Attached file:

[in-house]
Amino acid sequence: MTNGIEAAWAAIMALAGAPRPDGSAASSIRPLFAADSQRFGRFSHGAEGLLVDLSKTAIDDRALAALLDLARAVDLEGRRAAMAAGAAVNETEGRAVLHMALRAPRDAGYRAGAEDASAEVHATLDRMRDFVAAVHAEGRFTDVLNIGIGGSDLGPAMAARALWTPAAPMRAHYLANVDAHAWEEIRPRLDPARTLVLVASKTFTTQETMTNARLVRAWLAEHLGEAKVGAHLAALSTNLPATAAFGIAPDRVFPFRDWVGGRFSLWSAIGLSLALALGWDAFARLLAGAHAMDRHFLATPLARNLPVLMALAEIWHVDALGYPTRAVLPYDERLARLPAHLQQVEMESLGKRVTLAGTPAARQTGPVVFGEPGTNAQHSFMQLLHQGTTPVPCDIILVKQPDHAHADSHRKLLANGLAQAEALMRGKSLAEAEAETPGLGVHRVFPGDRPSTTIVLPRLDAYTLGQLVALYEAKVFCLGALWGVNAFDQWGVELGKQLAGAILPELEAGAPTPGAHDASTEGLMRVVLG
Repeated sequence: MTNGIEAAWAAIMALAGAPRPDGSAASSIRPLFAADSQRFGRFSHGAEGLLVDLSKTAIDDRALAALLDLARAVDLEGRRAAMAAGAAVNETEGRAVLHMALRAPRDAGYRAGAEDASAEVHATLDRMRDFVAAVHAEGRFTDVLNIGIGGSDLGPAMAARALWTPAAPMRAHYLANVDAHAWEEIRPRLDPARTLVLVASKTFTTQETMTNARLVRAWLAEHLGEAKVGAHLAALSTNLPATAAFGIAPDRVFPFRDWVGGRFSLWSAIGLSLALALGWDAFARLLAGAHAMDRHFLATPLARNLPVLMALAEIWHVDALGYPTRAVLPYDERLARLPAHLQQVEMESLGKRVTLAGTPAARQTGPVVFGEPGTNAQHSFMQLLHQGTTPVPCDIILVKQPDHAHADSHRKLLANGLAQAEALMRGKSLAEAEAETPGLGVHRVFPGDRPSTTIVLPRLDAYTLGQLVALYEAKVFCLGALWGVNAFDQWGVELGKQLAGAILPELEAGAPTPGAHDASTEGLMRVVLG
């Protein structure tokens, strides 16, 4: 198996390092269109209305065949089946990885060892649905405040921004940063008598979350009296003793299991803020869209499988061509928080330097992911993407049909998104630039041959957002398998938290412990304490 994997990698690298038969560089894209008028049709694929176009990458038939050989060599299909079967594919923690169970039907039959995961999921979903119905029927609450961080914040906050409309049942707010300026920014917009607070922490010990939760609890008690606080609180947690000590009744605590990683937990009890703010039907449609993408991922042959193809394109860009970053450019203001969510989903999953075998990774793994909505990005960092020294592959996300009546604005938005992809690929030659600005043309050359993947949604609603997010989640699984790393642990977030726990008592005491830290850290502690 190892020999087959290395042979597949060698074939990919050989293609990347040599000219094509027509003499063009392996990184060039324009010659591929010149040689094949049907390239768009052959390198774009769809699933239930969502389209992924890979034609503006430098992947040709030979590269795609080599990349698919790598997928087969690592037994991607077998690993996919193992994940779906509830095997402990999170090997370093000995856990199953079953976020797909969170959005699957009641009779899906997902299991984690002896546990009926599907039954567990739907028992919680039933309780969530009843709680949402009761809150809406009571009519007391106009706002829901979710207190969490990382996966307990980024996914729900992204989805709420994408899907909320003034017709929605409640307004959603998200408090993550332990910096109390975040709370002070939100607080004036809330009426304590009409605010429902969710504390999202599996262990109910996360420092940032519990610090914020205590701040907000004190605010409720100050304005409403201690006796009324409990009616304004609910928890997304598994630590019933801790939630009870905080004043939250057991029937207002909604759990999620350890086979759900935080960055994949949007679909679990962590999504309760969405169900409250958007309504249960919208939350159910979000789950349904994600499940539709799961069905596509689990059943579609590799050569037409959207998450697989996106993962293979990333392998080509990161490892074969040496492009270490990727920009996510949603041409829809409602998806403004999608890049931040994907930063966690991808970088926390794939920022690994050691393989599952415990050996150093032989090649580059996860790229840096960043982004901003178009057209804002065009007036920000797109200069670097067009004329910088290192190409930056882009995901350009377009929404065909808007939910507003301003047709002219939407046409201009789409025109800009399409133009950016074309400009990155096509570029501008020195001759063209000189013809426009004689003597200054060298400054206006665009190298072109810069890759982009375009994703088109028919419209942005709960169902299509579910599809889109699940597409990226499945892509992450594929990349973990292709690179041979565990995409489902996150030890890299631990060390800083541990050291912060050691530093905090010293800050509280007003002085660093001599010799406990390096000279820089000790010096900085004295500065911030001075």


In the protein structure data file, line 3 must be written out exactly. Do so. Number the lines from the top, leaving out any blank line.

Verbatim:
Repeated sequence: MTNGIEAAWAAIMALAGAPRPDGSAASSIRPLFAADSQRFGRFSHGAEGLLVDLSKTAIDDRALAALLDLARAVDLEGRRAAMAAGAAVNETEGRAVLHMALRAPRDAGYRAGAEDASAEVHATLDRMRDFVAAVHAEGRFTDVLNIGIGGSDLGPAMAARALWTPAAPMRAHYLANVDAHAWEEIRPRLDPARTLVLVASKTFTTQETMTNARLVRAWLAEHLGEAKVGAHLAALSTNLPATAAFGIAPDRVFPFRDWVGGRFSLWSAIGLSLALALGWDAFARLLAGAHAMDRHFLATPLARNLPVLMALAEIWHVDALGYPTRAVLPYDERLARLPAHLQQVEMESLGKRVTLAGTPAARQTGPVVFGEPGTNAQHSFMQLLHQGTTPVPCDIILVKQPDHAHADSHRKLLANGLAQAEALMRGKSLAEAEAETPGLGVHRVFPGDRPSTTIVLPRLDAYTLGQLVALYEAKVFCLGALWGVNAFDQWGVELGKQLAGAILPELEAGAPTPGAHDASTEGLMRVVLG